Really sorry to hear the losses of your fish and the spending on the chemicals.
I may be a bit wordy but I hope this will help you understand the basic around using chemicals and fish health.
1. Health Like human and any other animals - Fish immune system can be very strong and fight off many sickness/bacteria on its own - The only thing that does the immune system cannot fight off is mostly parasites (Though sometimes they can mitigate them by promoting slime coat). Or some really serious virus/infection.
So how to promote immune system? Just like human, they need: - Good nutrient - Clean and healthy environment (Basically proper filtration and established beneficial bacteria colony in the pond ecosystem) - Stress-free!!!!!
Moving, catching the fish cause seriously stress unless you did it professionally and swiftly. And this kind of stress is a big culprit that actually kill many fish! Even for big fish like koi!! (I have some experience in rearing and selling koi and transporting is a big issue).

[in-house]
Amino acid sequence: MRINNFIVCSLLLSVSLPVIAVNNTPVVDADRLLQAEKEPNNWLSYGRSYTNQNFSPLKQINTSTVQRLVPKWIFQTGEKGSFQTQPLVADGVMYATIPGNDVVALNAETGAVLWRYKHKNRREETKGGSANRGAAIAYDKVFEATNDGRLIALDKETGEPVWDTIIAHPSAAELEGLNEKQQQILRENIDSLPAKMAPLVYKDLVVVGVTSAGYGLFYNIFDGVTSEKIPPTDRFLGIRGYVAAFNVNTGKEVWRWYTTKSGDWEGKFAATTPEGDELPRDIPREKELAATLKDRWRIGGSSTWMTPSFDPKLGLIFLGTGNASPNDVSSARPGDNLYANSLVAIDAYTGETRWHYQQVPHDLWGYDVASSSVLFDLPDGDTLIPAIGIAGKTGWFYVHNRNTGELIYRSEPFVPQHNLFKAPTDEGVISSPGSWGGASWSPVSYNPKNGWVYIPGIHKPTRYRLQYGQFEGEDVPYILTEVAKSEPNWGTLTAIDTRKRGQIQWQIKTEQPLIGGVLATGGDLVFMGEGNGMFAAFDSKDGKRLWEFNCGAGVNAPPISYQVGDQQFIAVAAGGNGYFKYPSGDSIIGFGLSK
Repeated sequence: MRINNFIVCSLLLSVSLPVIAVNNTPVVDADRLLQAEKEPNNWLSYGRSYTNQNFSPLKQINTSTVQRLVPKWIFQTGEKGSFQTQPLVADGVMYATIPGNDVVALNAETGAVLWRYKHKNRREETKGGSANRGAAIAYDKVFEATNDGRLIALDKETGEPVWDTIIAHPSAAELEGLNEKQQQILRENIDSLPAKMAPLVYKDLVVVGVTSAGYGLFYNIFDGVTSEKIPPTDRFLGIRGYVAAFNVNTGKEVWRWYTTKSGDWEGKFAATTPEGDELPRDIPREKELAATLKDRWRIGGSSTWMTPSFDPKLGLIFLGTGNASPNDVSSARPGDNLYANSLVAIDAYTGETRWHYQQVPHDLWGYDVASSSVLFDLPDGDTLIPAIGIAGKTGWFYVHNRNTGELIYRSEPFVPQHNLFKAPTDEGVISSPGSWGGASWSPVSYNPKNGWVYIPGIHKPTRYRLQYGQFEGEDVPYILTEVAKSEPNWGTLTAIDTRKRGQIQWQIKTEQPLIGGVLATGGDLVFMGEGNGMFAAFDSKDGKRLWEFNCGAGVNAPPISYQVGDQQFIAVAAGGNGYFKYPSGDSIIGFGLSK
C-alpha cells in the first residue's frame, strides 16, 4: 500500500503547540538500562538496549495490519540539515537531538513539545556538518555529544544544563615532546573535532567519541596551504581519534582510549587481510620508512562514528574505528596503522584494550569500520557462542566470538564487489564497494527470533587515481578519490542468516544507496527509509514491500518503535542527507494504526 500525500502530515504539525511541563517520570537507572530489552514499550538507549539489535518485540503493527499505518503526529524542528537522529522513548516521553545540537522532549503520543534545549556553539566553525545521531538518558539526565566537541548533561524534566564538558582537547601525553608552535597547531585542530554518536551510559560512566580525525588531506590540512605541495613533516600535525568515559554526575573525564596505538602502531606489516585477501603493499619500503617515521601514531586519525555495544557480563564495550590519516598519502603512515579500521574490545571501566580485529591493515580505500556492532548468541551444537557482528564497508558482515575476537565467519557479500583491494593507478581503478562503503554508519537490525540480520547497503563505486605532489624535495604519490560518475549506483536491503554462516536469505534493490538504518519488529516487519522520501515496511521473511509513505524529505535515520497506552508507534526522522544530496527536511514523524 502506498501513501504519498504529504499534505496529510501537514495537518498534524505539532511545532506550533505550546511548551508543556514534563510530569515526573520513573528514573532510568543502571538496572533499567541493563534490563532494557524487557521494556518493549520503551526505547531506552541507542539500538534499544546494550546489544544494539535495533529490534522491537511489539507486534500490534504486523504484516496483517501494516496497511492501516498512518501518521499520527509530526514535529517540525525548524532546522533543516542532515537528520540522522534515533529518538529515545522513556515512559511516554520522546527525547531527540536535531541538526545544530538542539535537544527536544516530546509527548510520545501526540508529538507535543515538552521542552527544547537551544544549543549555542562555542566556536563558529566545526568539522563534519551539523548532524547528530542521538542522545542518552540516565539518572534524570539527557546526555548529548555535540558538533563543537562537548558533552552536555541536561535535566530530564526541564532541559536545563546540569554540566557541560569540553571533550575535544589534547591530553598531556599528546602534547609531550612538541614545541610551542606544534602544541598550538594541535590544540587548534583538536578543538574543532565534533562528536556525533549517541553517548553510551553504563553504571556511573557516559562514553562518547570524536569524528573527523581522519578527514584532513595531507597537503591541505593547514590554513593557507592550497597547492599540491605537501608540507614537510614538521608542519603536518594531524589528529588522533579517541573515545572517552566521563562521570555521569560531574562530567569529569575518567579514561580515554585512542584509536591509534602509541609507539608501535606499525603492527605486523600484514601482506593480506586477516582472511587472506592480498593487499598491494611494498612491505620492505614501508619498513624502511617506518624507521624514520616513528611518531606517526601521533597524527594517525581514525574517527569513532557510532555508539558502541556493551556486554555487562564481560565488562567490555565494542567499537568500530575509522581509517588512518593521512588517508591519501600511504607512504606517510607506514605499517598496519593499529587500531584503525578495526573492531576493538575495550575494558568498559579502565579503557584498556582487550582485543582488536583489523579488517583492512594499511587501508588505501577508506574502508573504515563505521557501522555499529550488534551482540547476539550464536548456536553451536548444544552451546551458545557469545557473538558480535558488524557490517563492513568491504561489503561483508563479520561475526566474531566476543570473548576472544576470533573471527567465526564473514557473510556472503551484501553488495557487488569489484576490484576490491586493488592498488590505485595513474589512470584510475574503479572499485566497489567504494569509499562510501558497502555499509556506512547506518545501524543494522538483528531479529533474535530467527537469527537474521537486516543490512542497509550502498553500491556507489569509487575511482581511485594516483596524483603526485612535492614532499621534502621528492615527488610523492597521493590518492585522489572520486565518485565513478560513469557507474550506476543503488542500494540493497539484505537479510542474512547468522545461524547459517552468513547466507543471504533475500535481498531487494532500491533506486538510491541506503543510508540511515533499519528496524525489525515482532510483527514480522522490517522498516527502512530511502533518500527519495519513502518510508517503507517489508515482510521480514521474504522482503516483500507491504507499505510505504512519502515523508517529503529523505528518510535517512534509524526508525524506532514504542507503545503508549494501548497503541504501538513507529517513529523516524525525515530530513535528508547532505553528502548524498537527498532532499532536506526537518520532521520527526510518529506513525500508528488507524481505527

2. Chemicals / Medicine Manganate bath is pretty popular and it's so far seem to be effective in treating parasite (And probably the cheapest method). However, giving them bath in smaller tank/containers with proper fish medicine is my much much prefered method (Usually I use medicine from API brand, both general cure and parasite cure would work depending on your purpose and your parasite). ====>>> Why I don't like manganate bath??? --> Manganate is a strong oxidize chemical, even we human use to disinfect wounds and it's super effective at killing microbes or simple organism. So basically you are dipping the whole fish in a oxidization solution and hoping that the oxidization process kill off all parasites/bacteria (simple organism) before it gets to your fish tissue. Long bath is not good at all and cause serious stress, basically just imagine you have manganate in your organs.